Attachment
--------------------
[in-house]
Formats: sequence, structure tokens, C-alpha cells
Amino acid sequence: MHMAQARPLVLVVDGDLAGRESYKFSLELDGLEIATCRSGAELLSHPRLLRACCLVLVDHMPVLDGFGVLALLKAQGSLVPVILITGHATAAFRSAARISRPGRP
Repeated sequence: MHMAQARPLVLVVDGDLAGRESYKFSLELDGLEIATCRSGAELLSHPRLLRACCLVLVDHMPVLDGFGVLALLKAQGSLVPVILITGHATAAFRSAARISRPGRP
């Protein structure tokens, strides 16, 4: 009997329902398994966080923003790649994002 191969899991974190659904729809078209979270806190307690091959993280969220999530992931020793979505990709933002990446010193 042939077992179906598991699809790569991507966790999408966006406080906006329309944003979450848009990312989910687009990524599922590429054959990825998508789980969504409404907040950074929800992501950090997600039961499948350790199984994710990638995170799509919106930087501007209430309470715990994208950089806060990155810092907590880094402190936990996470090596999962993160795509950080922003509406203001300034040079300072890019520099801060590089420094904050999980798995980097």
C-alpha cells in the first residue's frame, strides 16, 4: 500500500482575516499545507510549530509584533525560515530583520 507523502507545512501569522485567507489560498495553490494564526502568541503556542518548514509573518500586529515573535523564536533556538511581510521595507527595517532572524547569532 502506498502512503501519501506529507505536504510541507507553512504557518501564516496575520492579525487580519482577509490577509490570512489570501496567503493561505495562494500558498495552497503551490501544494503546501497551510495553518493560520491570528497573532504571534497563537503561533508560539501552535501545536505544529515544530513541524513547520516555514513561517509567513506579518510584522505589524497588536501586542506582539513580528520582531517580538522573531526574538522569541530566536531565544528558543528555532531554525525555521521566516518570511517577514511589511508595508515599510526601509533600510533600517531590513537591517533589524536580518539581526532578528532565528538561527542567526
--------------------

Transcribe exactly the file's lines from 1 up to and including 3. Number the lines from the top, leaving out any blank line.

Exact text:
[in-house]
Formats: sequence, structure tokens, C-alpha cells
Amino acid sequence: MHMAQARPLVLVVDGDLAGRESYKFSLELDGLEIATCRSGAELLSHPRLLRACCLVLVDHMPVLDGFGVLALLKAQGSLVPVILITGHATAAFRSAARISRPGRP